Sydney sea level image spread by climate change deniers debunked

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Sydney sea level image spread by climate change deniers debunked
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A widely shared picture that compares two images of a Sydney tourist attraction 140 years apart to cast doubt on rising sea levels has been debunked.

The image shows Fort Denison, part of the Sydney Harbour National Park, in 1878 and 2018 with the caption: “Unprecedented climate change has caused sea level at Sydney Harbour to rise approximately 0.0cm over the past 140 years.”

“Think the photos speak for themselves,” one user said in the comments.

However, it is not possible to gauge sea level rise simply by comparing two images of a location side-by-side, experts told Reuters, The claim has also previously been addressed by Climate Feedback, a worldwide network of scientists sorting fact from fiction in climate change media coverage.

“Sea level is fluctuating on many different timescales from semidiurnal, mixed, and diurnal tidal variations to the long-term sea level change due to climate change,” Beata Csatho, professor and chair of geology at the University at Buffalo and member of the National Aeronautics and Space Administration (NASA) Sea Level Change Team, told Reuters.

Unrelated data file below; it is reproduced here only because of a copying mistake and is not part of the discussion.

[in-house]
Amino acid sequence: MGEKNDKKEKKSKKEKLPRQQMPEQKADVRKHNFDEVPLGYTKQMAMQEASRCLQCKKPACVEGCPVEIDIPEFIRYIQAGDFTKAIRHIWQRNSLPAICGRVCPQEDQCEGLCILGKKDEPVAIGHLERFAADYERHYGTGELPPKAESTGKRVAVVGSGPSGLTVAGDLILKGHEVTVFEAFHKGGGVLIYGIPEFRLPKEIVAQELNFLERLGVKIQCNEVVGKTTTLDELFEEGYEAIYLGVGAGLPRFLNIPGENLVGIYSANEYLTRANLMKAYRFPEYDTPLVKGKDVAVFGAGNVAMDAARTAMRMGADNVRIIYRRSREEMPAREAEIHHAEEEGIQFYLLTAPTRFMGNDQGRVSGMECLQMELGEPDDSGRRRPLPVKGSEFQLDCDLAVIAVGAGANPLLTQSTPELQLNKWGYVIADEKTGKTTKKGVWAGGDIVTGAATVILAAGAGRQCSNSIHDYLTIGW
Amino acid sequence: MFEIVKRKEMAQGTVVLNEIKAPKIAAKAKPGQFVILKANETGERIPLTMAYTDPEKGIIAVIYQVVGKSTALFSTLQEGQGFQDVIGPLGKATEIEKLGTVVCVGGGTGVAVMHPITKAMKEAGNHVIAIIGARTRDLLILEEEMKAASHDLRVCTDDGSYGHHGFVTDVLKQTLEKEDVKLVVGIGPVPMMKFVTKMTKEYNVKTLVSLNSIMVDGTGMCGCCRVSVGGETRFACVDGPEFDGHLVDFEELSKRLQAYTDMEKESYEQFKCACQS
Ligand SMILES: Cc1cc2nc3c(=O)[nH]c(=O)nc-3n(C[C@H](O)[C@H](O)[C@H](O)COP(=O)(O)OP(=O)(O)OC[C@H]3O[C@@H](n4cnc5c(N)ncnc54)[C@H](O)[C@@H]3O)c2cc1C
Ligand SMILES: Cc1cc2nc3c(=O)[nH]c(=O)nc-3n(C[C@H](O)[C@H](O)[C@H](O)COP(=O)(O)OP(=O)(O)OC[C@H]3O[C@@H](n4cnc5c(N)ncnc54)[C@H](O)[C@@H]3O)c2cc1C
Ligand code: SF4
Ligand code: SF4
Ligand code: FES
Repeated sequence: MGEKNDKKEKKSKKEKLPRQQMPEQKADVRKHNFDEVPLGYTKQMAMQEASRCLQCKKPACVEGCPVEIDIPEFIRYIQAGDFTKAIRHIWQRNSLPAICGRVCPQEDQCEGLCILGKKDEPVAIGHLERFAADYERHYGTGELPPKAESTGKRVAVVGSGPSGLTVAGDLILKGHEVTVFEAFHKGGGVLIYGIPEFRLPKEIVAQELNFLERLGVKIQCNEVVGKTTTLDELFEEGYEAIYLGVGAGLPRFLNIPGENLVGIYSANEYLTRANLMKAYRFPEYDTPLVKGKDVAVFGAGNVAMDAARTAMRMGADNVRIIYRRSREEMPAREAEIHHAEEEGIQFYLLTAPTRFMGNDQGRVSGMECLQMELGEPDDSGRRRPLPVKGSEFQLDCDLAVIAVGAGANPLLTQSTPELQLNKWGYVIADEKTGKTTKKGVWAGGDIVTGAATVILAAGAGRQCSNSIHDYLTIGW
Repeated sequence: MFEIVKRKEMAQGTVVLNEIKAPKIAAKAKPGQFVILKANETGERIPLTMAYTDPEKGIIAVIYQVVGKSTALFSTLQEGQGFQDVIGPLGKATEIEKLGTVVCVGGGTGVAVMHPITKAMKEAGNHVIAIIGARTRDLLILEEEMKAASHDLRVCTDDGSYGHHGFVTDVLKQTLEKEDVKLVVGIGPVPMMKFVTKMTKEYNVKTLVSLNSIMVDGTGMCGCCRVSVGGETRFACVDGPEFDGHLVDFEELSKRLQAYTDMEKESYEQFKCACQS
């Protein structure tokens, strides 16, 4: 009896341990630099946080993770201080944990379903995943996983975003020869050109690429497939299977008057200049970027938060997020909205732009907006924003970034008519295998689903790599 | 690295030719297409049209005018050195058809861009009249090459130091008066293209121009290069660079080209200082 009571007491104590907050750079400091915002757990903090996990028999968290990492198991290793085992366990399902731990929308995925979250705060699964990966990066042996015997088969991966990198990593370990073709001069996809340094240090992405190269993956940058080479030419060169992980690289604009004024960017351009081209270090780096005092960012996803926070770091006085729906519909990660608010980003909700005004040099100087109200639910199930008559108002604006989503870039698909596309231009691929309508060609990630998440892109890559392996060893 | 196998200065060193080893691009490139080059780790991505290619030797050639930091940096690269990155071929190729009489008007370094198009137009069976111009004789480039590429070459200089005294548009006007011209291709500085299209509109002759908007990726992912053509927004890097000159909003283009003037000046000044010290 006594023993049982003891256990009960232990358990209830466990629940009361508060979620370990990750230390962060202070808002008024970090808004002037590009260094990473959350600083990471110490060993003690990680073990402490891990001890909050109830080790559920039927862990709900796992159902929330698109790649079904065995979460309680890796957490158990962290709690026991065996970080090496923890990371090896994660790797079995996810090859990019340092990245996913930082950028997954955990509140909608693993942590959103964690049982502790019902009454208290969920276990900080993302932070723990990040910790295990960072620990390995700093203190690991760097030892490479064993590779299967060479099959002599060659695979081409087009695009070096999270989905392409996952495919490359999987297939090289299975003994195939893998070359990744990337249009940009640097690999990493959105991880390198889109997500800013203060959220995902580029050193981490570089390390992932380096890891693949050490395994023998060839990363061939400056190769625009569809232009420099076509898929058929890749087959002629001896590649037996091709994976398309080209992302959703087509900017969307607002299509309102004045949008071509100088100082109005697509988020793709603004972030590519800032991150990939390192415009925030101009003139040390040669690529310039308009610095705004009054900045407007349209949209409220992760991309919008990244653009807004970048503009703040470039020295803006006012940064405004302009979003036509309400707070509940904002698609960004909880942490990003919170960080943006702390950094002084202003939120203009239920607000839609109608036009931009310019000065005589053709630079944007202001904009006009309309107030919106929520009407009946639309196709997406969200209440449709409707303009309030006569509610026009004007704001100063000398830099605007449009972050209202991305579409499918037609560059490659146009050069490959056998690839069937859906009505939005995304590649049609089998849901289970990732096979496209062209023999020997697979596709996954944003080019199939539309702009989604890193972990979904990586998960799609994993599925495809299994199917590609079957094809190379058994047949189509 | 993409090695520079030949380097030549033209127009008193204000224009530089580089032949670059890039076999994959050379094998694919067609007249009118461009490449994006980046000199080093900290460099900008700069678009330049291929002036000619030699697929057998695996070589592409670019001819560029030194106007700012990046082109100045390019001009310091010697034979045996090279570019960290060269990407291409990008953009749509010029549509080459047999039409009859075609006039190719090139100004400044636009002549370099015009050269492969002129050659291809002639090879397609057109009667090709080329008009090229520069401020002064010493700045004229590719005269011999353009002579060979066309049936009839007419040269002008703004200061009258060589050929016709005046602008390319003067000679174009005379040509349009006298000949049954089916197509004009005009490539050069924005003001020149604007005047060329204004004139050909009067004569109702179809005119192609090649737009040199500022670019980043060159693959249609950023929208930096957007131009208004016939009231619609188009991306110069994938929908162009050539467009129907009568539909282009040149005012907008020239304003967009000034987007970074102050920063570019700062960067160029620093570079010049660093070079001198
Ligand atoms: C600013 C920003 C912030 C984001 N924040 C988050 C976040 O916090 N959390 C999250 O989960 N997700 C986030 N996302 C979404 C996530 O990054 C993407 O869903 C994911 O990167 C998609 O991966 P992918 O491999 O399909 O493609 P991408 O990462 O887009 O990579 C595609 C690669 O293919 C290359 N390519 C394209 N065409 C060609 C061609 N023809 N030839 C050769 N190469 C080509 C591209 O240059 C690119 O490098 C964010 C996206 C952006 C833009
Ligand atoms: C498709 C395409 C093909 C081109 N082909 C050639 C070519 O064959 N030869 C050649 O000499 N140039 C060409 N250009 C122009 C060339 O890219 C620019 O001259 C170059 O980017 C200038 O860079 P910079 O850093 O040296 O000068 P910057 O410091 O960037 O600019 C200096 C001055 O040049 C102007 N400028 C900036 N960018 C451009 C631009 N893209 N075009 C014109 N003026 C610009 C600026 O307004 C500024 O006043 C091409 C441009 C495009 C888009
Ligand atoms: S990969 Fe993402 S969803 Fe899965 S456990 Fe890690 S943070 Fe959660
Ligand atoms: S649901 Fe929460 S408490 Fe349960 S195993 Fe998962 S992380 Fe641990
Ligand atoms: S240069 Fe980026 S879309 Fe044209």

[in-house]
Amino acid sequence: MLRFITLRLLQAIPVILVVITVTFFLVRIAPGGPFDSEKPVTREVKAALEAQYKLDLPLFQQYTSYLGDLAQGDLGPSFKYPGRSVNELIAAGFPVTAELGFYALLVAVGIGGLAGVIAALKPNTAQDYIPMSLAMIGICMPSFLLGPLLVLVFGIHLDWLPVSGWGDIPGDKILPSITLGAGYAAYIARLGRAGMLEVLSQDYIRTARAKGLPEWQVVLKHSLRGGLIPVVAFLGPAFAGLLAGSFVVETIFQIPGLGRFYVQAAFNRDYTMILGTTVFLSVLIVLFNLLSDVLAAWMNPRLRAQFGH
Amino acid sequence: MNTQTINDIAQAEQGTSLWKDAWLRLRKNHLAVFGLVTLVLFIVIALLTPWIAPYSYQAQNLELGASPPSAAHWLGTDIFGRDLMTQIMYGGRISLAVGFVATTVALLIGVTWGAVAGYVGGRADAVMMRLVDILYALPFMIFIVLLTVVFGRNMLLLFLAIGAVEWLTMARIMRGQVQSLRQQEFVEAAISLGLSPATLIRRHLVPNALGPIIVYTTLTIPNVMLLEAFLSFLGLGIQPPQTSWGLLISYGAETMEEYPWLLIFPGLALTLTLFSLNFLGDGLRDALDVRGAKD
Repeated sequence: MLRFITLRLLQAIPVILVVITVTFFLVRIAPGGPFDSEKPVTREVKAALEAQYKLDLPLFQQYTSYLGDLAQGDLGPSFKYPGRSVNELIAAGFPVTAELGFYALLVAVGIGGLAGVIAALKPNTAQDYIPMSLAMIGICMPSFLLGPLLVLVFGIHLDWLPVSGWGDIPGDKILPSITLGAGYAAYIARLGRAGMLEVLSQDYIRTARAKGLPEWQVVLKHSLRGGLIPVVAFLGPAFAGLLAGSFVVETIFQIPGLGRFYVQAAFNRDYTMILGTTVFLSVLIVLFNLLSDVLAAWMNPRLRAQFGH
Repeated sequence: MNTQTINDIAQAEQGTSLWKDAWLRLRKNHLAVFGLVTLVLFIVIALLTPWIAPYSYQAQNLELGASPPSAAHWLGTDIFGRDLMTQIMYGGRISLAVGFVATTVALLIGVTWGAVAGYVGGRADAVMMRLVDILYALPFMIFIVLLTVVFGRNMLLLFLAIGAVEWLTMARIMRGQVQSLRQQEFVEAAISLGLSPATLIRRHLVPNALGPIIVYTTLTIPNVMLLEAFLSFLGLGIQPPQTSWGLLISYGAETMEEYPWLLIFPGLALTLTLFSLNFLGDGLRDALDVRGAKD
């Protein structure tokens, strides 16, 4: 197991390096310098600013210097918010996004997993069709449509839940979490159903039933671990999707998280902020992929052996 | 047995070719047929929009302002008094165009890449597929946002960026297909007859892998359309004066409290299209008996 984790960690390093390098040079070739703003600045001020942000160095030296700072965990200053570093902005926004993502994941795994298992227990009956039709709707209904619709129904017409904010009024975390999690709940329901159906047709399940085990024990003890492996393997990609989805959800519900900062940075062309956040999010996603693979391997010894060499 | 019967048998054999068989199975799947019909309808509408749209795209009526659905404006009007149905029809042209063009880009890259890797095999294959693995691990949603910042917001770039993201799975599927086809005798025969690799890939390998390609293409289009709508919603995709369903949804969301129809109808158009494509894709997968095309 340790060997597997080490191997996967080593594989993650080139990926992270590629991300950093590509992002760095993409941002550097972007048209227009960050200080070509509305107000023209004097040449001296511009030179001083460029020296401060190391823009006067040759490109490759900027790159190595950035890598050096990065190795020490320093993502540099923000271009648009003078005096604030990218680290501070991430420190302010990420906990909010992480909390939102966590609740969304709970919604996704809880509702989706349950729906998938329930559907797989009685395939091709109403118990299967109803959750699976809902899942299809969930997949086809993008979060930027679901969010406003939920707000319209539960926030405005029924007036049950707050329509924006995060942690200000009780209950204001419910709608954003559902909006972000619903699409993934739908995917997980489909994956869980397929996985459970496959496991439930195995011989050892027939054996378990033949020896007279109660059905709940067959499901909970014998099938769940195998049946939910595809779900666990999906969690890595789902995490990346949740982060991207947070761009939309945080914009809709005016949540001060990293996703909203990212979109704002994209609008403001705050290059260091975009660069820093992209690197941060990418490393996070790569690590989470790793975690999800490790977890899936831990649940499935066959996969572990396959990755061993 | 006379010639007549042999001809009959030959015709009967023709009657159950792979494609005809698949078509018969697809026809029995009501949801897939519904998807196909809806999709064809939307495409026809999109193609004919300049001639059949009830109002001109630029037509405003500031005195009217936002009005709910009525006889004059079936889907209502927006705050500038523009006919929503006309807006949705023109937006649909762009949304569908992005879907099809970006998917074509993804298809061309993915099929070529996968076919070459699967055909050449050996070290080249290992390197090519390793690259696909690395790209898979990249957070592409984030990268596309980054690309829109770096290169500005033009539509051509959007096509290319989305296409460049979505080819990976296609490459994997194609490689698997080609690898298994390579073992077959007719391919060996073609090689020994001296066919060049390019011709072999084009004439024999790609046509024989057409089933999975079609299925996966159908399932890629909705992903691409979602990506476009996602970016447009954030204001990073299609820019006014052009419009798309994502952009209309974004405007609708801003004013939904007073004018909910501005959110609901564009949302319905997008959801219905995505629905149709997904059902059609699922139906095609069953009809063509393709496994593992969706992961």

The picture showing Fort Denison does not reflect actual sea level rises (Facebook)
The picture showing Fort Denison does not reflect actual sea level rises (Facebook)

Long-term sea level change is determined by removing all short-term variations from tide-gauge measurements or ocean altimetry records based on a set of models, such as ocean tide, load tide, inverse barometric effect (the pressure the atmosphere pushes the ocean down), etc,” she said.

The images of Fort Denison capture the ocean elevation “only at two particular moments”, Csatho said.

“Imagine that the first picture was taken at high tide and the second one was taken at low tide. The apparent change could look like dropping sea level, while actually, the sea level is slowly rising.

“The complexity of sea level elevation changes necessitated the use of a network of continuously recording tide gauging around the world, now supplemented by satellites that are constantly monitoring sea level,” Prof Csatho added.

The photographs may reflect “different tidal stages”, Gary Griggs, distinguished professor of earth and planetary sciences at the University of California, Santa Cruz, told Reuters.

A global rate of sea-level rise has been recorded since 1993 by orbiting satellites, Prof Griggs said.

“This rate has averaged 3.42 mm/yr but over the past decade or so has increased to 4.77mm/yr over the past 10 years,” he said.

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